Now it’s time to start doing some
career exploration. You probably already have some career interests. What
are they? How much do you know about these career fields and about specific
careers within them? Did you discover some other career interests when you took your career/interest assessments at Career Services? Make a list of all possible careers in which you might
be interested and keep your mind open toward other careers that you might
encounter in the Career Exploration process and let’s begin. Write
your list of careers in your portfolio.
Here are some ways to increase your
knowledge about potential careers:
the resources of MSU’s Career Services Network including their latest edition of "Career Passport", their online guide to all things career-related. You can make an appointment
online with a career adviser or just explore their website.
2. Go online.
There are many great sites or just use a general search engine to
look for information on a specific field.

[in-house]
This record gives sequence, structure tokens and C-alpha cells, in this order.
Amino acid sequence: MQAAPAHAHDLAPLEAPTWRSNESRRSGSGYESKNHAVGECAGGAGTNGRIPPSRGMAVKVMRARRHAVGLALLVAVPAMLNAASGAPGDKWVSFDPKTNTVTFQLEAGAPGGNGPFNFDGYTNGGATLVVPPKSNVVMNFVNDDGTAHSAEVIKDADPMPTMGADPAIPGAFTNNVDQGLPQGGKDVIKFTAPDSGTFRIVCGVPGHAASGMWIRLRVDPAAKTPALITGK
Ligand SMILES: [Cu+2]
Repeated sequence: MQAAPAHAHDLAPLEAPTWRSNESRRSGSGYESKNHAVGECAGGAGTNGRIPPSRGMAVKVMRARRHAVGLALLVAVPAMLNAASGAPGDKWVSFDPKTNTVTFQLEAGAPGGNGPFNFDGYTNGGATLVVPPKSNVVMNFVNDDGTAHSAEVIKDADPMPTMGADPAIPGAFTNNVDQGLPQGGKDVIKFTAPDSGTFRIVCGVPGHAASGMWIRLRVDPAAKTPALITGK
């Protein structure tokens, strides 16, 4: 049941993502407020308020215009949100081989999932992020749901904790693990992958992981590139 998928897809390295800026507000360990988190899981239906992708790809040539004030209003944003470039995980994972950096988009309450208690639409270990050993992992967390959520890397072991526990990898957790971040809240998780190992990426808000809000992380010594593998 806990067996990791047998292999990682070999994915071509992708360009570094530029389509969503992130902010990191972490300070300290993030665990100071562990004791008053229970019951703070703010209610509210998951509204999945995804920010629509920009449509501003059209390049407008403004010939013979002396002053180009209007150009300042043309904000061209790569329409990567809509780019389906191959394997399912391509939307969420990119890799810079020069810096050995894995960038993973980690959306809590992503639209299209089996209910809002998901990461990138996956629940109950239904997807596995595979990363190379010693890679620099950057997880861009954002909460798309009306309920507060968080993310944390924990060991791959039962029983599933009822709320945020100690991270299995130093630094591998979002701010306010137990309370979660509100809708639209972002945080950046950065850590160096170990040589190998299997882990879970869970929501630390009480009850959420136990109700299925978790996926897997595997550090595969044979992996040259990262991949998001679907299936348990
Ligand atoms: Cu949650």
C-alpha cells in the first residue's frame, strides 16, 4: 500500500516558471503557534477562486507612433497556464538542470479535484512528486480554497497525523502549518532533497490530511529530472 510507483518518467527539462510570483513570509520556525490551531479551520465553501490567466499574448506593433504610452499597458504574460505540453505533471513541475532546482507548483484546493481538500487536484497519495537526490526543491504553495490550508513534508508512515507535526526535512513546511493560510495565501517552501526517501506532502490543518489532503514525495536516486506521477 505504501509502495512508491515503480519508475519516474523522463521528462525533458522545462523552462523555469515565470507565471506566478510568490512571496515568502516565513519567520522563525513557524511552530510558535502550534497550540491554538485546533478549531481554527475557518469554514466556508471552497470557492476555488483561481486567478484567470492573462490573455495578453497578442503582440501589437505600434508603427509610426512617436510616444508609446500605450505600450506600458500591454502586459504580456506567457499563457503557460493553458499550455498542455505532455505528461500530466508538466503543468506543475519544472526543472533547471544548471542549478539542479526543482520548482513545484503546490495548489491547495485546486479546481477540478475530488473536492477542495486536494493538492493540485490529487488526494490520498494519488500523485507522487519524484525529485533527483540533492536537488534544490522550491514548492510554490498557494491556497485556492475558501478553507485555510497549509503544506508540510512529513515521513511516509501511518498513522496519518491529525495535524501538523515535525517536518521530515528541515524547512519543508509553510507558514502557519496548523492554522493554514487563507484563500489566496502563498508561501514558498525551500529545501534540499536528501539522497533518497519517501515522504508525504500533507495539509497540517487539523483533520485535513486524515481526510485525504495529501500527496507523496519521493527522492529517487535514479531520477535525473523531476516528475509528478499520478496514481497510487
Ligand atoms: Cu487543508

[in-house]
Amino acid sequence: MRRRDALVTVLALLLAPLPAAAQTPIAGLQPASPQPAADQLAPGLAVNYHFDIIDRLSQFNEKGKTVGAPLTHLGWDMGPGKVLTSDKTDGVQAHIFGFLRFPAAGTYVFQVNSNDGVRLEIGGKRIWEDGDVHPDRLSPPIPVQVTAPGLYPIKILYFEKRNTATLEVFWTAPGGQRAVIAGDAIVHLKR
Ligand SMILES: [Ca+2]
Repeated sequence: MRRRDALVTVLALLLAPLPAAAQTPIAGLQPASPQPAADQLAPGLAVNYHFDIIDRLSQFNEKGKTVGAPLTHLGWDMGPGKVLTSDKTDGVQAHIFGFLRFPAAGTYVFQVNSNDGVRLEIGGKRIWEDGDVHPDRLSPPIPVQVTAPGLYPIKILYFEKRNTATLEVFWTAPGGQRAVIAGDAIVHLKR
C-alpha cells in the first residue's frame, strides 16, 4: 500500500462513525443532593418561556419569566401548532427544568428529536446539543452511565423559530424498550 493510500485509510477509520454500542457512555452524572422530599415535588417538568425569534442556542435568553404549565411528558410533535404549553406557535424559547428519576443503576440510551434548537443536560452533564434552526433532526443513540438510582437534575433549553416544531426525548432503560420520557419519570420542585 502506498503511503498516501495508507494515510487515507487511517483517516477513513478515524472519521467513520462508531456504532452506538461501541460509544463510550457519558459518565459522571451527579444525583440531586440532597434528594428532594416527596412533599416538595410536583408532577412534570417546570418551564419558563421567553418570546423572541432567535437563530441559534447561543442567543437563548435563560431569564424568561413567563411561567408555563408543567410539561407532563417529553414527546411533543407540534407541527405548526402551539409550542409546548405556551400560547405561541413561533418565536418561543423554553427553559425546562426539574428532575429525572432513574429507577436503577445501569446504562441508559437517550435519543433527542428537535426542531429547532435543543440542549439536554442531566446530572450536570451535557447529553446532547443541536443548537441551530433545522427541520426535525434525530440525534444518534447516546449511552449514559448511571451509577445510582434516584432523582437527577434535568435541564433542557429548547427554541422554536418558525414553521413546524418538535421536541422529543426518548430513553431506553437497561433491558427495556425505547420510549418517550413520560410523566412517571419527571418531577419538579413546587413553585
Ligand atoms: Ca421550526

Here are some sites worth exploring:
3. A second way to do
career exploration is to use hard copy sources such as are found in Career Services
in 113 Student Services, or any library or bookstore.
4. Take the active approach in doing your career
research. To get a realistic idea of
what a job entails, job shadow a career professional or do an informational
interview to gain more in-depth knowledge about a career area. MSU’s Career Services offers some
very helpful suggestions on Conducting Informational Interviews.
A second active method of
researching careers is to be actually involved working in the career field
in the form of internships or volunteer experience. Check with departmental advisers, attend
career fairs, and research internship opportunities. For volunteer opportunities, visit the Center for
Service-Learning and Civic Engagement in Suite 345 Student Services.
Not sure what
information you should be looking for when exploring careers?
Click here to review a checklist of questions you should ask and
knowledge you should have when starting to explore careers.
Whether you already have a major or are just in the process
of considering majors, it is important that you take an active role in
examining yourself and potential majors and careers. Your goal is not to
make a decision about a major, it is to make an informed decision about
your undergraduate major and careers that may ensue from this choice.